As soon as something gets to be unbalanced and in high numbers, something else soon comes along to control the numbers for me. Nature hates waste.
An incomplete list of insecticidal herbs and plants.
The fruit contains capsaicinoids like capsaicin, dihydrocapsaicin, nordihydrocapsaicin, homocapsaicin, homodihydrocapsaicin, nonivamide and other related chemicals. These are powerful caustic irritants, naturally bound to sticky oils within the fruit of the plant. They are long lasting, and very hard to remove, preventing all but the keenest of critters. The fruit being edible makes their use on food crops a very convenient option.
The leaves are potentially very toxic and should never ever be eaten. There are a couple of varieties that have “edible” leaves that were eaten in small amounts historically. But in my opinion, the leaves of chillies should not ever be used as food due to the fact they are not bred or selected for taste, and definitely not for safety. They are only selected for fruit, shape, colour, yield and size, and the leaves could have any concentration of nasties hiding in them.
Capsicum species are all in the nightshade family Solanaceae. The leaves contain widely varying amounts of steroids and glycoalkaloidal poisons like solanine, solandine, nicotine, along with various other very toxic alkaloids. This is why they are only ever eaten by insects long after all the better tasting less toxic stuff is gone.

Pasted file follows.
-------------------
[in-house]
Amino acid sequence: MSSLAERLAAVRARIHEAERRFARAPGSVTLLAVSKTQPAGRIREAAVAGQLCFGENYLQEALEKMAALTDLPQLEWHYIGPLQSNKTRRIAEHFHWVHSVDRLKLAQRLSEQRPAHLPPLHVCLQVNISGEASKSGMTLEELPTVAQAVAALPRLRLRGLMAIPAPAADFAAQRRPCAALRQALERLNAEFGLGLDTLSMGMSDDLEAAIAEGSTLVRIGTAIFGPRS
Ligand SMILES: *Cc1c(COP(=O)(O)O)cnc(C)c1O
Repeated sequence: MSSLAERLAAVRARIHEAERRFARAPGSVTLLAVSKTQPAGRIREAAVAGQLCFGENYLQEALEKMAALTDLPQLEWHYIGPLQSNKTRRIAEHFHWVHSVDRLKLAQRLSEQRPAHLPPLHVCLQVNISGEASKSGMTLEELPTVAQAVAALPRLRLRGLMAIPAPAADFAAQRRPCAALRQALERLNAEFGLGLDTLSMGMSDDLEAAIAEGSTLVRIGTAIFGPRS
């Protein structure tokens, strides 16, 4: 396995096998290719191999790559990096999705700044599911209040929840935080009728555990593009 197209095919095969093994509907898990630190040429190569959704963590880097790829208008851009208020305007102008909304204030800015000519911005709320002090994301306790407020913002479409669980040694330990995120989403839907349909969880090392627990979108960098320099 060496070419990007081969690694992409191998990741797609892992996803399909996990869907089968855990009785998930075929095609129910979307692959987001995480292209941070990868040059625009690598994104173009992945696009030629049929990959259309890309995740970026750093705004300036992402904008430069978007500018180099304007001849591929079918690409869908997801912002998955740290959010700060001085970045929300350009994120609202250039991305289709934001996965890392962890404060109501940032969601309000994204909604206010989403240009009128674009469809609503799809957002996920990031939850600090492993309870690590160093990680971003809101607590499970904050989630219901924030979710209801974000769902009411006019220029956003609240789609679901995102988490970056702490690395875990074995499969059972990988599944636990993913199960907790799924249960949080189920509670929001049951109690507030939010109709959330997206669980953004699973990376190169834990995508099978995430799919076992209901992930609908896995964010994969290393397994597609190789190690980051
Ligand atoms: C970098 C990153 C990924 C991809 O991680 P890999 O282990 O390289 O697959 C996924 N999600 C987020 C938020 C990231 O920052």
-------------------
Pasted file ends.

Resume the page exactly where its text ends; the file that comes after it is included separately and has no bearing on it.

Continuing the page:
Blending the leaves and applying as a spray will make a very very effective insect repellent, as well as killing pretty much everything it touches. It is important to consider spray made from the leaves to be very dangerous and it should be handled with great care. Unlike the fruit, it is never a good idea to apply it to food crops that will be eaten anytime in the near future. If you handle it or ingest it you may experience gastrointestinal and neurological disorders which can include nausea, stomach cramps, diarrhea, vomiting, cardiac dysrhythmia, nightmares, headache, dizziness, itching, eczema, thyroid problems, inflammation, pain and even death. The fruit is relatively safe but the leaves can be very very dangerous, especially when concentrated, and they need to be taken very seriously!
Marigold, but Tagetes minuta ONLY!
This one really gets me fired up!
I understand folks hear something cool and take it as fact repeating it. The thing is if you then try it and it’s a dismal failure, then you should then also change your opinion or at least do extensive further research. Especially if you are in a place of authority charging folks big money for your expertise like those organic gardening and permaculture garden gurus and advisers that seem to proliferate social media these days.